We have reached many completed milestones in the ongoing effort to build the Mouse River Enhanced Flood Control project, as Minot and its partners continue the monumental task of protecting the residents of the Souris River Basin.
Last week’s ribbon-cutting marking the substantial completion of Phase 1 of the overall project was certainly worth celebrating. Phase 1 is a crucial component of the overall project, and includes levees, floodwalls, and the Broadway pump station, which is one of the most visible aspects of the project to date.
We were honored to have many of our partners in attendance at the event, including Sen. John Hoeven, Gov. Doug Burgum, Souris River Joint Board Chairman David Ashley, Col. Karl Jansen of the U.S. Army Corps of Engineers, and N.D. Director of Water Resources Director Andrea Travnicek, as well as representatives from Sen. Kevin Cramer’s office and Rep. Kelly Armstrong’s office. These individuals and their respective offices or organizations have supported this project from the very beginning, and we can’t express our gratitude enough for their leadership and guidance.
There are others, of course, who also continue to play important roles as this project moves forward. Members of the Minot City Council, our area legislators, City of Minot staff members, and a host of other local and state partners have been by our side since the initial design began for the largest infrastructure project in Minot’s history. We will continue to lean on all of them as we work to complete this project.
This week’s gathering was important for other reasons as well. As we move forward with designing and constructing upcoming phases of the flood control project, funding obviously plays a crucial role. To have Hoeven and Burgum in Minot to get an up close and personal view of what we’ve accomplished with their help is vital as we work to secure funding for future phases. It was also important for Minot and its many supporters to interact one-on-one with our legislators, who have been instrumental in securing funding at the state level as we work to protect not only Minot residents, but those living and working throughout the entire Souris River basin.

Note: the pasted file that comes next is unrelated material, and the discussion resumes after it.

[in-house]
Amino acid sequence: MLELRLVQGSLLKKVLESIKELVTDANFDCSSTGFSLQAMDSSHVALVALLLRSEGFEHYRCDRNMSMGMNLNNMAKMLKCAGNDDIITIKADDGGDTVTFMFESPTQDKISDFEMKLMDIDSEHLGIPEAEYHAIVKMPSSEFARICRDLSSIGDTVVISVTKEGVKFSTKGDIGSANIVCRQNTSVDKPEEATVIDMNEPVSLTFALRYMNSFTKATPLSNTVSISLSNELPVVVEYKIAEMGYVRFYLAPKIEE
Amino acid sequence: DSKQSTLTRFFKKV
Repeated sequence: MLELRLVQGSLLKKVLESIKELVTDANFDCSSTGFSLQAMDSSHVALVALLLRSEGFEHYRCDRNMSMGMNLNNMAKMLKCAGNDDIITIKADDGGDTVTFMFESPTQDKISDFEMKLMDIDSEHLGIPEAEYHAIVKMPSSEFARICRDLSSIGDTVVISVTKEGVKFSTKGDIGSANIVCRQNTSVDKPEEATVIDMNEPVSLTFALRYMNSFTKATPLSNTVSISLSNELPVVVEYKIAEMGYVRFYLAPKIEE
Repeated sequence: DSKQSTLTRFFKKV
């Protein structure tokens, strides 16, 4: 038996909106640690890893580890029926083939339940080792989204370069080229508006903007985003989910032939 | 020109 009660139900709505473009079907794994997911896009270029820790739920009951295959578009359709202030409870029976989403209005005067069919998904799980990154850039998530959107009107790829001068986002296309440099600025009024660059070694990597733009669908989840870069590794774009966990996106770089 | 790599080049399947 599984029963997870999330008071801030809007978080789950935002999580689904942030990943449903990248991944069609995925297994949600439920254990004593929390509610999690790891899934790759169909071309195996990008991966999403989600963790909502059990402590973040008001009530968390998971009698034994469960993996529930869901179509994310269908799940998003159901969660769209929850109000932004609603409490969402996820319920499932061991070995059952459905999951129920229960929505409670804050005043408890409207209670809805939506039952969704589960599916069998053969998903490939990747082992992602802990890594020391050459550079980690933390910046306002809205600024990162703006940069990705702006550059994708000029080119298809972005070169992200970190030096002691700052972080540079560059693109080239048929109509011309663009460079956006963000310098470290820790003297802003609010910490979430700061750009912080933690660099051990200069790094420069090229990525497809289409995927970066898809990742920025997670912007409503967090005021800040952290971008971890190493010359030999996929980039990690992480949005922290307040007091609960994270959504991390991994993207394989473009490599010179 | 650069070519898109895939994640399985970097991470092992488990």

It’s important that we take a moment every once in a while to recognize the progress that has been made on this daunting project. It’s taken an enormous amount of work from our City staff, our community, our state, and our federal partners to reach this point. These moments serve as a reminder on two fronts: To illustrate what can be accomplished when everyone works together toward a common goal, and to remind ourselves of how much work is left to be done.
Certainly, we are happy with the work that has been accomplished. We’ve come a long ways since 2011. When the upcoming Maple Diversion phase is completed, roughly 60 percent of our community will be protected. But by no means are we satisfied, because we know there are years and years of hard work ahead of us before the residents of the Souris River Basin are truly protected from the dangers of future flooding. Our commitment to completing this project as timely and economically efficient as possible hasn’t wavered.
If Minot is to continue to thrive and grow, it’s absolutely necessary that we protect ourselves as best we can from another event like we endured in 2011; this project represents a commitment to not only Minot’s future, but to the ongoing prosperity of the entire basin. We’re confident that all of our partners share our commitment to completing this once-in-a-lifetime project, and we look forward to our continued collaboration.
Sincerely, City Hall
You can find more about what’s happening at the City of Minot at minotnd.org, or find us on Facebook and Twitter. We’d also encourage you to sign up for our monthly electronic newsletter on our website.